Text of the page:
Extreme Lateral Interbody Fusion (XLIF): interbody fusion procedure where spine is accessed from the patient’s side (laterally).include "header.inc";?>
In fusion surgery (also called arthrodesis) two bones are fused together to form a single piece of bone tissue. When fusion surgery is done with vertebrae in the spine, the bones are fused together and the disc space between them no longer exists. Thus, two vertebrae are fused together to form a single, solid bone.
A bone grafting material is used to stimulate the fusion process. The bone graft will be placed in the space between the two vertebrae (i.e., intervertebral disc space). There are a range of bone grafting materials that a surgeon can use.
In essence, all lumbar spine (low back) interbody fusion procedures are identical. However, the manner in which a surgeon reaches the vertebrae of the spine can occur in several ways (called an approach). The most common surgical approaches for spine fusion procedures are anterior, posterior, transforaminal and lateral. There are advantages, disadvantages and limitations to each approach.
XLIF is simply a term given to an interbody fusion procedure where the spine is accessed from the patient's side (laterally). XLIF stands for eXtreme Lateral Interbody Fusion. Like any other surgical approach to the spine there are advantages, limitations and risks to an XLIF procedure.
Since XLIF is simply a lumbar fusion technique, anyone who requires a lumbar fusion could be a potential candidate for this procedure. More specifically, those individuals requiring fusion due to disc degeneration, failed fusion (pseudoarthrosis), degenerative scoliosis, spodylolisthesis, and a few other conditions. As with any approach, a patient may appear to be a candidate however their surgeon may not be able to perform the procedure for numerous reasons (including the need to have access to another area of the spine).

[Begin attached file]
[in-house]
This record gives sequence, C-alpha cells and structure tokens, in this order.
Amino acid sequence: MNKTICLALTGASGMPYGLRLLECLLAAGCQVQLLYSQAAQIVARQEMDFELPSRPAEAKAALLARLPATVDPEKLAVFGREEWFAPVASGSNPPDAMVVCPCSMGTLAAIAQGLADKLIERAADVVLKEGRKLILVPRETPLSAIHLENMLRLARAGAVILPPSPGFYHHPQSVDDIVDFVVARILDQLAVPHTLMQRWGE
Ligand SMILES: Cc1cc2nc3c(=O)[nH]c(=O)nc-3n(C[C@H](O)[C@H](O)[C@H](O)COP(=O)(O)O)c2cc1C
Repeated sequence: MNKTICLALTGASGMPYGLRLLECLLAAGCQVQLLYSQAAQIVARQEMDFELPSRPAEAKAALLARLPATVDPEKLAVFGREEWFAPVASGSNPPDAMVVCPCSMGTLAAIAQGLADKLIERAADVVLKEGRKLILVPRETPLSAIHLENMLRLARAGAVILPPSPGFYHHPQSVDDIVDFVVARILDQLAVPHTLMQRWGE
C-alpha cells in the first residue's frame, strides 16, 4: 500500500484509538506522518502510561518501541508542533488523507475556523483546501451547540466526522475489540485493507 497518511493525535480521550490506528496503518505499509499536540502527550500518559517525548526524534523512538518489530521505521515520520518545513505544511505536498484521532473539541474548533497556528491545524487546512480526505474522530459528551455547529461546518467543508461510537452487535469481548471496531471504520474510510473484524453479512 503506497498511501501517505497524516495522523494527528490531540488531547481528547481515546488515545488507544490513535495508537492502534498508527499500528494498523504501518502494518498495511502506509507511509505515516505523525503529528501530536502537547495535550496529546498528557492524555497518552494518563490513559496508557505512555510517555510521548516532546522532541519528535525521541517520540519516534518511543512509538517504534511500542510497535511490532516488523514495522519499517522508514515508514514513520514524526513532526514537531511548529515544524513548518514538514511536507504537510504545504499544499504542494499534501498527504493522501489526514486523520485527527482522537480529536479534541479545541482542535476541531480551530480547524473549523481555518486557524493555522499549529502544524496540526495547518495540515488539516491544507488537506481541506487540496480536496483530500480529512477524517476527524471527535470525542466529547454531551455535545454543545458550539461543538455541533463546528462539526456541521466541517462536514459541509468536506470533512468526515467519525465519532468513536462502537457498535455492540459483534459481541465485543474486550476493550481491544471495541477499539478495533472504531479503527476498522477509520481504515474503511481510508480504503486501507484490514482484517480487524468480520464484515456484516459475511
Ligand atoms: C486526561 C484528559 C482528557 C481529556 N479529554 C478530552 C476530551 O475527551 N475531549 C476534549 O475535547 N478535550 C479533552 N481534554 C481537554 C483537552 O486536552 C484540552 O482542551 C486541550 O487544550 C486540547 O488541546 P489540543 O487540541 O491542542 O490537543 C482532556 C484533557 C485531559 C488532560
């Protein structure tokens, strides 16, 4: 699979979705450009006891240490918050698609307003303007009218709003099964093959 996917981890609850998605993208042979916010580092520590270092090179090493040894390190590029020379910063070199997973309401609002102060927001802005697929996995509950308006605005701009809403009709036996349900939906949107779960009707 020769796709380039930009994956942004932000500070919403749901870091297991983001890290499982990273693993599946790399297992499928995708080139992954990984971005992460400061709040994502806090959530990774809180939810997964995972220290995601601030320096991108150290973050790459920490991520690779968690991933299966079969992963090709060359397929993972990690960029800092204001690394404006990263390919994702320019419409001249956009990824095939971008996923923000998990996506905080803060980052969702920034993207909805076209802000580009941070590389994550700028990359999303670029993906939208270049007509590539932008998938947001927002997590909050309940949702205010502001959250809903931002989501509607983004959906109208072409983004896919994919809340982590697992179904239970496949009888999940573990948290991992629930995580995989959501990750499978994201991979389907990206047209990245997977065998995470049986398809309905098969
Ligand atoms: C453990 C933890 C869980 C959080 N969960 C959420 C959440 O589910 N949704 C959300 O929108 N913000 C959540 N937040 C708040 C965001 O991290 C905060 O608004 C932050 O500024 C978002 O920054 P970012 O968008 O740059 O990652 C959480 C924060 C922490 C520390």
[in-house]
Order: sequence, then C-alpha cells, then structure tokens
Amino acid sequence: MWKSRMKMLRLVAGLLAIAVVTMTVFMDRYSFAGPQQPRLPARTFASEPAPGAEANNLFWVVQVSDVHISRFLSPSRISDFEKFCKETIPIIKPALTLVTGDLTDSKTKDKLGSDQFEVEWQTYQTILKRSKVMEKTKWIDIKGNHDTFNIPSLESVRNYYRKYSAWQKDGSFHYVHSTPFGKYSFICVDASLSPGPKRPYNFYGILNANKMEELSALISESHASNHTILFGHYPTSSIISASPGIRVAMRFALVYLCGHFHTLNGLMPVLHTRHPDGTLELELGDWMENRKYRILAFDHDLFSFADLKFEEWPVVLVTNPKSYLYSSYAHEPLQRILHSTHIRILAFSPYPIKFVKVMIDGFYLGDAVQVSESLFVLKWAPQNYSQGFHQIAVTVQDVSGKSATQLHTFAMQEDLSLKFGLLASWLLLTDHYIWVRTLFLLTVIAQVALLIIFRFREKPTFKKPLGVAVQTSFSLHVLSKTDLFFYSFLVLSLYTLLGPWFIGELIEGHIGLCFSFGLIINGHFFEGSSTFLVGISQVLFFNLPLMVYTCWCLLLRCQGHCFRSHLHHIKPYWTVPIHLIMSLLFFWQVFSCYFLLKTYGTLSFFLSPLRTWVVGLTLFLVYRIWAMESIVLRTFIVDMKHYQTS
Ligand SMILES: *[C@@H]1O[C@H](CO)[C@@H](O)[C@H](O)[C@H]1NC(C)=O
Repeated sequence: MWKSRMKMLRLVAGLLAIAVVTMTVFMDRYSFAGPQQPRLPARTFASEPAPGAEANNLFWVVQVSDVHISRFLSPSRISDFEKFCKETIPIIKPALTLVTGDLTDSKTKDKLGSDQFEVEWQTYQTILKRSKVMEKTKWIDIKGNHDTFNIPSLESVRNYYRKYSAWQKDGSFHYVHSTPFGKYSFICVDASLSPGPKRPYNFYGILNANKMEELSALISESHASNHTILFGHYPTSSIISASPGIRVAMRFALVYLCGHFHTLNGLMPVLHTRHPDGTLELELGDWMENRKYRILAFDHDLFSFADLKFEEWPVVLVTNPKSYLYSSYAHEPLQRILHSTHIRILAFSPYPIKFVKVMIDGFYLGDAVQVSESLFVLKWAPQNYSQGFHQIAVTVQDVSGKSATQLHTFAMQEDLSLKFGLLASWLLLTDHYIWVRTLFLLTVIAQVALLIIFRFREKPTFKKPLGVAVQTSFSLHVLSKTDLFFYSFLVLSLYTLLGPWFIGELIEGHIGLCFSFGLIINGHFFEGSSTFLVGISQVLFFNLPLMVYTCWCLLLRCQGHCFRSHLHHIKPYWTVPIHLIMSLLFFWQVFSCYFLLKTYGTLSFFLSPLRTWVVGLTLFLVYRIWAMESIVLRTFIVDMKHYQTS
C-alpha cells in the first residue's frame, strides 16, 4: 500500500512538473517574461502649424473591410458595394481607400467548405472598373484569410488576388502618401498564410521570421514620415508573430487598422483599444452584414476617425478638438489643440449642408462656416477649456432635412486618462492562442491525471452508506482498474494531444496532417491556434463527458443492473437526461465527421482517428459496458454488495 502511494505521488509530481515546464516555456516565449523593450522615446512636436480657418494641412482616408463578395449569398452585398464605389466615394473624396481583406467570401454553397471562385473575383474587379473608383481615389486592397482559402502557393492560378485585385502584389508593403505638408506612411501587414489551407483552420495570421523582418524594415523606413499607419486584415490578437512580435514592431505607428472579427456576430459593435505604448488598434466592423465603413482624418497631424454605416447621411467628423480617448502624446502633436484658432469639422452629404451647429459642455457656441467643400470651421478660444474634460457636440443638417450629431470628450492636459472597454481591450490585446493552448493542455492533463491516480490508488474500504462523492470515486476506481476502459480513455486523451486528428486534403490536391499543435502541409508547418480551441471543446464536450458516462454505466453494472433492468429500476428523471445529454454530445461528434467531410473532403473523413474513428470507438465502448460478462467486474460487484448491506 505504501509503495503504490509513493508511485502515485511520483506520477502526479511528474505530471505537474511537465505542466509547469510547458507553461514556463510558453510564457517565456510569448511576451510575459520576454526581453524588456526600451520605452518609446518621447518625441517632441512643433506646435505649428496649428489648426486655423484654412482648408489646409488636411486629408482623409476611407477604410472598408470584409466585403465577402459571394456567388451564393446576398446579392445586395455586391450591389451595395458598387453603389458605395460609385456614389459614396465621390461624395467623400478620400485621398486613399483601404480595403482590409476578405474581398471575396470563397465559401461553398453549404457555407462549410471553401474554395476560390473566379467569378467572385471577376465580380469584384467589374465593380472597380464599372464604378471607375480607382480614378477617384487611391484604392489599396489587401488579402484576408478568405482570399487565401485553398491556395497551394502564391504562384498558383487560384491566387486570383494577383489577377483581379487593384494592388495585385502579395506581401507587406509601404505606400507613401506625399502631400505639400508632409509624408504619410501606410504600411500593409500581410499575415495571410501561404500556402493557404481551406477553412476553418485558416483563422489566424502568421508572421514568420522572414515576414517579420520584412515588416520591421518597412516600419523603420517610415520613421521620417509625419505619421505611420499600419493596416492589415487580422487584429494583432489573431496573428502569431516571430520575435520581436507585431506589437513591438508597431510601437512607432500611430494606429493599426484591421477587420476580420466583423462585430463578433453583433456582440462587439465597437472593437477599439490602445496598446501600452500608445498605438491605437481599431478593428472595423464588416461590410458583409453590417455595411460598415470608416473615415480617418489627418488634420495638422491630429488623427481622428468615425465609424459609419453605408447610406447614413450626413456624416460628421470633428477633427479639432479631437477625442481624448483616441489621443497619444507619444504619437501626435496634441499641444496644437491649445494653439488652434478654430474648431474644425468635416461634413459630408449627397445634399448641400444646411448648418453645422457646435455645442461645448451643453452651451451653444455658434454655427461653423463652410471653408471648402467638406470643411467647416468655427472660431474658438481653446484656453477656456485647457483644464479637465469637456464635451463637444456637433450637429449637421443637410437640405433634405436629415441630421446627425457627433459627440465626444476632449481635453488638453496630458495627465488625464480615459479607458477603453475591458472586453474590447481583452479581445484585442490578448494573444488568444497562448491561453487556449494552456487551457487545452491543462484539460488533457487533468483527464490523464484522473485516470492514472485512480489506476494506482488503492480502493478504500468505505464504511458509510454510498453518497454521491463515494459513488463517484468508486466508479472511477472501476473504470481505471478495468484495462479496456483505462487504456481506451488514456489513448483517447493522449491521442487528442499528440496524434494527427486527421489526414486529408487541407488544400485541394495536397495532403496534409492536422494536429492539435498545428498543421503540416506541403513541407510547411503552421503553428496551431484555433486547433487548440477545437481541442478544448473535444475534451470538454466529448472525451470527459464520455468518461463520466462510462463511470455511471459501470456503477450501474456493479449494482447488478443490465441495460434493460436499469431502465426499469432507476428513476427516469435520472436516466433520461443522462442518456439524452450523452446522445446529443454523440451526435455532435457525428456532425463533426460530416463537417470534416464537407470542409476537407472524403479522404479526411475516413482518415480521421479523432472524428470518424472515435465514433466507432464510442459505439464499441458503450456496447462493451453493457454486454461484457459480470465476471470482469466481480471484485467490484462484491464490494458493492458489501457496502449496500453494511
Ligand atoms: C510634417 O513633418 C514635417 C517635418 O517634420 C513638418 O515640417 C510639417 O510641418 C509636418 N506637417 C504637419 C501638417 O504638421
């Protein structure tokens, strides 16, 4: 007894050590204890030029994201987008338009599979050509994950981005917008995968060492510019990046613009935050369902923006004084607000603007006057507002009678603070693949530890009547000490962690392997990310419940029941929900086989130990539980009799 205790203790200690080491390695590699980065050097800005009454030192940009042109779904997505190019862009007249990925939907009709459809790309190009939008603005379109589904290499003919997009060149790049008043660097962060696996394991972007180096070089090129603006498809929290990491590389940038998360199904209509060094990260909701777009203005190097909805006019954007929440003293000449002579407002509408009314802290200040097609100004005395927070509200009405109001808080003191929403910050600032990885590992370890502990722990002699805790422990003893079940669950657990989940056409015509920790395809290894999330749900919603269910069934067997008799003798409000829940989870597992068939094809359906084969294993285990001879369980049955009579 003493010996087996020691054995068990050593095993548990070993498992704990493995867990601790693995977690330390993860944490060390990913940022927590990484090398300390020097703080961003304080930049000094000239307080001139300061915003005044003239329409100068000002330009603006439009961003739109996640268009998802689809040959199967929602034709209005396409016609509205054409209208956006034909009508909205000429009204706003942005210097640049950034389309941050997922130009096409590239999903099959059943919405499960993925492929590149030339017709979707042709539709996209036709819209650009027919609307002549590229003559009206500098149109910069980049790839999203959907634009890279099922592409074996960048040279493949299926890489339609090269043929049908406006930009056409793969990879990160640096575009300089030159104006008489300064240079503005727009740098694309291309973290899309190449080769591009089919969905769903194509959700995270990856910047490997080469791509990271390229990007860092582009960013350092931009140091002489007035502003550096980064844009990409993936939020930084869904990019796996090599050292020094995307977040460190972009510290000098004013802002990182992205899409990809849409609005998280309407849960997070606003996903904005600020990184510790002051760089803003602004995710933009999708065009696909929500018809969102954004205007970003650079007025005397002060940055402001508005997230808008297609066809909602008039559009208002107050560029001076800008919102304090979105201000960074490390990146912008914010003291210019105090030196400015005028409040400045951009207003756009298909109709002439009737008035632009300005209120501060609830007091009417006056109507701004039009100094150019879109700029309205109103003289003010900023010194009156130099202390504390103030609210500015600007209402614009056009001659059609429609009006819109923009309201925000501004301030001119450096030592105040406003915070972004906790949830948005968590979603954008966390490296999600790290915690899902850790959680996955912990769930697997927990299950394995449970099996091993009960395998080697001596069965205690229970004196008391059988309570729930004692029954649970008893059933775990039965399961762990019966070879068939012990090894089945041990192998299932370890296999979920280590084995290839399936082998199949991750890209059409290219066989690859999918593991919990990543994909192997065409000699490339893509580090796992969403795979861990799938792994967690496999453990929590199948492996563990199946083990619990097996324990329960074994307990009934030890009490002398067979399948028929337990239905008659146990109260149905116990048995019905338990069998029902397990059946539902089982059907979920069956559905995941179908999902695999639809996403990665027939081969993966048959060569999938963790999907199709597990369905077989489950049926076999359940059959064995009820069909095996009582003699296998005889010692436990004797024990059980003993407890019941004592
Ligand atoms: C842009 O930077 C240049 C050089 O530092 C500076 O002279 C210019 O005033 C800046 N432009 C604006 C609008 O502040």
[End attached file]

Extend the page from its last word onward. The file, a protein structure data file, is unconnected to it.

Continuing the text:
A lateral lumbar interbody fusion takes about an hour and is performed with the patient under anesthesia. The patient is placed on their side and two small incisions are made.
The skin, muscles and other tissues are retracted (gently moved) to allow the surgeon access to the spine.
The disc space is prepared by removing the disc tissue.
Hardware and the bone graft are placed in the disc space. Hardware (surgical implants) serves to restore and retain the space between the vertebrae during the fusion process.
The retracted tissues are released and the incision site sutured shut.
After surgery, the patient is moved to a postoperative recovery area (PACU) for close monitoring of their vital signs. They will remain in the hospital for a period time; the duration of the postoperative stay can vary.
After discharge, the patient will have several follow-up visits with their surgeon to assess their progress. The patient will also receive some physical therapy.
The fusion process takes several months for the two bones to form a single, solid piece of bone; however, a patient's comfort levels often improve before the fusion is solid. Their surgeon will advise them when it is appropriate to resume their normal daily activities. Return to work will depend on the patient's postsurgical progress.